Difficult and Uncertain Terrain
The path of Taoist self-cultivation is not a straight line. It can mean studying spiritual texts, practicing meditation, Taoist calisthenics, searching near and far for teachers, not-fitting into mainstream society, and spending valuable time and money without a clear goal.
Sometimes Taoist cultivation may mean a specific diet, exercise, virtue, and sacrifice—but it may not. Mostly, it relies on being true to oneself. It can be difficult to look into one’s own short-comings, to address character defects, refine the spirit, and admit when long-held beliefs aren’t productive. However, these difficult steps are what moves the practitioner toward spiritual growth. The difficult steps turn the lead of base personality into the gold of living life on a spiritual basis. No matter what -ism, religion, or philosophy one adapts, this is the difficult work that must be done for growth.
It’s not entirely clear how Taoist masters developed their meditative and contemplative practices. When and how did they map and understand the energy lines of the body? What made them want to pursue a simpler life that was more in harmony with nature? And further, why did they find it necessary to preserve this information and pass it down through the ages?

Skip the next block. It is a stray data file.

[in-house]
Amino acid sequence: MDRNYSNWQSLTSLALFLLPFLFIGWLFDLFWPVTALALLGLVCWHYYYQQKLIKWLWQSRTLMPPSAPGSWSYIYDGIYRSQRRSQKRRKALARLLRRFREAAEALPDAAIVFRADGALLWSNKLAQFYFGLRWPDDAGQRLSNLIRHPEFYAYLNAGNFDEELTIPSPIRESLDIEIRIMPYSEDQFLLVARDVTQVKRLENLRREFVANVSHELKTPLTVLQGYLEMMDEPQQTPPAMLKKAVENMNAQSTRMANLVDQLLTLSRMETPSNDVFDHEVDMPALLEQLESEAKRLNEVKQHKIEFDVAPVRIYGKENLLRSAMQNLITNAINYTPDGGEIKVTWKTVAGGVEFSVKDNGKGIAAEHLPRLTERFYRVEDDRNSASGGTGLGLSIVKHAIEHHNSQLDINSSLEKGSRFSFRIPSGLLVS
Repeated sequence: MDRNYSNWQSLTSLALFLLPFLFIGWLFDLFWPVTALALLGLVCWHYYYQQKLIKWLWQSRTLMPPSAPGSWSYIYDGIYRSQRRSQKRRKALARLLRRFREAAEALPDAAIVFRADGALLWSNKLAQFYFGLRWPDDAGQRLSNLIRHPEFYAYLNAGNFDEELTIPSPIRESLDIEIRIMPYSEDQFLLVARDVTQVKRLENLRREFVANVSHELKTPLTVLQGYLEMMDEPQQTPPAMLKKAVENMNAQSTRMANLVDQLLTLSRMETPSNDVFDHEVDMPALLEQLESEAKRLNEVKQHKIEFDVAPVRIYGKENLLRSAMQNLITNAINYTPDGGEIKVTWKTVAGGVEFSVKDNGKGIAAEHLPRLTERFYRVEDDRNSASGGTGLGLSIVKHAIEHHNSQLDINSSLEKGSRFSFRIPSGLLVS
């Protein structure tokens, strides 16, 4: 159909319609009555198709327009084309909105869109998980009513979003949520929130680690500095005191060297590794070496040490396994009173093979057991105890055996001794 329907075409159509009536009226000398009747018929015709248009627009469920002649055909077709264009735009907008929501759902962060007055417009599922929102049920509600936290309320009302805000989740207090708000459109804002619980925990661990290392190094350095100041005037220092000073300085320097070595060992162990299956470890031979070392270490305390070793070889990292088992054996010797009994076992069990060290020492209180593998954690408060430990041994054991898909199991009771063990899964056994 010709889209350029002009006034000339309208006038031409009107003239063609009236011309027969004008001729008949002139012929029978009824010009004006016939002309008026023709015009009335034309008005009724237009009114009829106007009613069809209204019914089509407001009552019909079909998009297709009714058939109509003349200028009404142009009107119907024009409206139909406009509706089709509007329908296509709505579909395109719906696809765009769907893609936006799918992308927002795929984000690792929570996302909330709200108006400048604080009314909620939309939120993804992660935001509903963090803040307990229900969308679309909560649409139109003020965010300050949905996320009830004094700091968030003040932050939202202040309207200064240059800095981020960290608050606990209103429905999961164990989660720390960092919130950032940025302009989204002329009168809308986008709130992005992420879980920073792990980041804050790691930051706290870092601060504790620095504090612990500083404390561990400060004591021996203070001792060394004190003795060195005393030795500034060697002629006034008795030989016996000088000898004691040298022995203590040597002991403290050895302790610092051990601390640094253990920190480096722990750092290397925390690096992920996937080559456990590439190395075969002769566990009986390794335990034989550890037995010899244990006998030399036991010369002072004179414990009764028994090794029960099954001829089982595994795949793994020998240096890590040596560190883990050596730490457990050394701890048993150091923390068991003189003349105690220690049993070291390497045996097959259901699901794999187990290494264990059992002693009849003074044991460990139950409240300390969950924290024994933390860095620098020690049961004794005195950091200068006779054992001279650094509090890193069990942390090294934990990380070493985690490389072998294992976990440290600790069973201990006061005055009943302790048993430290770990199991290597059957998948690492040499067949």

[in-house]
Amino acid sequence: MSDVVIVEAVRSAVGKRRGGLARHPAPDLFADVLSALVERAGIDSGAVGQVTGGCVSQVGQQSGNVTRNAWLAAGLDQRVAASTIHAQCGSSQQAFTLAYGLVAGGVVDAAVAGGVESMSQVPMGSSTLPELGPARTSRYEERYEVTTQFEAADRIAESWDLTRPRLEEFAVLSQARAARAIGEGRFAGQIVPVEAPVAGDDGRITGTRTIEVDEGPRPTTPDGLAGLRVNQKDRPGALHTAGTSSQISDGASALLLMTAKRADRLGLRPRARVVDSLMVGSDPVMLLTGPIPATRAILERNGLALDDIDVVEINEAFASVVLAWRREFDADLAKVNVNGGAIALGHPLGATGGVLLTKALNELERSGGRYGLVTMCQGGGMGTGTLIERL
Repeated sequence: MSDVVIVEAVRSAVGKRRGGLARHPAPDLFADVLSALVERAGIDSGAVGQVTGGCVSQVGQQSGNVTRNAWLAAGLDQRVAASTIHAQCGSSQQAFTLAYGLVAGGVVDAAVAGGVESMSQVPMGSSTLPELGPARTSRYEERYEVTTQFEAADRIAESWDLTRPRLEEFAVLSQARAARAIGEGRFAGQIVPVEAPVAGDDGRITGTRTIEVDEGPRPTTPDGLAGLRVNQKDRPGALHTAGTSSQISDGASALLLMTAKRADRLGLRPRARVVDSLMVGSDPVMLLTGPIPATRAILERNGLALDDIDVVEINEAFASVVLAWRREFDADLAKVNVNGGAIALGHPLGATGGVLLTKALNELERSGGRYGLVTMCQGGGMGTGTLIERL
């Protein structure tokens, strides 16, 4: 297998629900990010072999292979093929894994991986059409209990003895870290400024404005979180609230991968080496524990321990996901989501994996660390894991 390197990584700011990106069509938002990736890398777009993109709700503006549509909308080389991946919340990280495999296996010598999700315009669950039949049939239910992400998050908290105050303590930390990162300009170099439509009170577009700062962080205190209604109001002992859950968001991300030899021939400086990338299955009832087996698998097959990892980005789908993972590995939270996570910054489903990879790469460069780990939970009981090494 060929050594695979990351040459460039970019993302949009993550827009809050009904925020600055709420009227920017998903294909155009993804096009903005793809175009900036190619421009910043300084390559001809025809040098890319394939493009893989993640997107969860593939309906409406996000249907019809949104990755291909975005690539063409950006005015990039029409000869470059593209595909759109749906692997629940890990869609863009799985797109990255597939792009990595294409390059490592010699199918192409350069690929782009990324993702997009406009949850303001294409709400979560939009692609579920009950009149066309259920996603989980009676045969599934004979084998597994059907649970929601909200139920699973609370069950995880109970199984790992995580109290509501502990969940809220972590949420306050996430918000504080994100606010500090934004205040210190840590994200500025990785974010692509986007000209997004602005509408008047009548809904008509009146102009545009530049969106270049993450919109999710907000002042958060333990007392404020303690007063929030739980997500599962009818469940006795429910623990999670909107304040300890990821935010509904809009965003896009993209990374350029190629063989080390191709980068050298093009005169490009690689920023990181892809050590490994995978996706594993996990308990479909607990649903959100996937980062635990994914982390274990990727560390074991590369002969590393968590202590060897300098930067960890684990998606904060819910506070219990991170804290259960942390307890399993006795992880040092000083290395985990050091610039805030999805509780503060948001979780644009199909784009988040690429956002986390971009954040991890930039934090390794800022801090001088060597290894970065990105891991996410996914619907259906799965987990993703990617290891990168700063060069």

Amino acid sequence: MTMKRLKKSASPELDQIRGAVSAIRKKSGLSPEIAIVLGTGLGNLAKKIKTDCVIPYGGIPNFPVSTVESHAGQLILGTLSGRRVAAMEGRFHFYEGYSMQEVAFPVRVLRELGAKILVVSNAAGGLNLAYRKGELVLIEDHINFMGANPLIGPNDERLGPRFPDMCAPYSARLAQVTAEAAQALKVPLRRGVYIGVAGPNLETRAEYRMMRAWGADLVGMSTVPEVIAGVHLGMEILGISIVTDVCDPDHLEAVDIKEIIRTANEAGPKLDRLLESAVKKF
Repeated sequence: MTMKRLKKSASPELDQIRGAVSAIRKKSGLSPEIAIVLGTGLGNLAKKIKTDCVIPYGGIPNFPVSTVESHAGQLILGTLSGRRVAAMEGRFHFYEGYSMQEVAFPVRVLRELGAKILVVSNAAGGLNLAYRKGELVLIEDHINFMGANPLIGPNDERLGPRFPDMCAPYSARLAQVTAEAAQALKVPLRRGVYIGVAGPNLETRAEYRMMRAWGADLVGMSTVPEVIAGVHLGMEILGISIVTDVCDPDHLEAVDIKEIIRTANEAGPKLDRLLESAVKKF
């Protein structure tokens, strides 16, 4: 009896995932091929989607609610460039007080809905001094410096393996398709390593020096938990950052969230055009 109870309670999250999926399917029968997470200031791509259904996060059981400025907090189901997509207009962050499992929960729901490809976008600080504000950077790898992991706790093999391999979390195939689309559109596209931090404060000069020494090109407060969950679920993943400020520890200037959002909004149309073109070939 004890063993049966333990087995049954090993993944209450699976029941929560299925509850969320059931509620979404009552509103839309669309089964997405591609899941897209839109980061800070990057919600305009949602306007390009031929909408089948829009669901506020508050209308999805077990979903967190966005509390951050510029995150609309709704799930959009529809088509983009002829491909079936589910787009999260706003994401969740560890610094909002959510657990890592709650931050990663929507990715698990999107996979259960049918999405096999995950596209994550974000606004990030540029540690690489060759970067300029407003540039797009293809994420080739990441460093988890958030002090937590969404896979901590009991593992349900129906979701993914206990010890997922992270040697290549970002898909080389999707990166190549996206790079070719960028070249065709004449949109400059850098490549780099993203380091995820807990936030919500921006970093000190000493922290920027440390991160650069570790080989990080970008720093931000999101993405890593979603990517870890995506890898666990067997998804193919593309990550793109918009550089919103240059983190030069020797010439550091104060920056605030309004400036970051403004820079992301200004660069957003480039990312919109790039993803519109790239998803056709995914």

The path of Taoist practice follows difficult and uncertain terrain. In order to have time to cultivate spiritual virtue, it is recommended to prolong life through breathing exercises, herbs and a variety of meditation practices. Instead of focusing on external stimulation, the path recommends internal contemplation. Through this, one can nourish the organs and endocrine glands to conserve, improve, and grow the energy of the body.
It seems that longevity, health, and increased spirit is not the goal in itself, but rather to be a better person to help others and to have clearer energy to raise the vibration of one’s environment. To practice a respect for life to help life grow and see it’s true potential. And, to do all of this without a guarantee at the end of the rainbow. The hope is that the ups and downs of the journey itself, which turn the coal into a diamond, make the sacrifice worthwhile.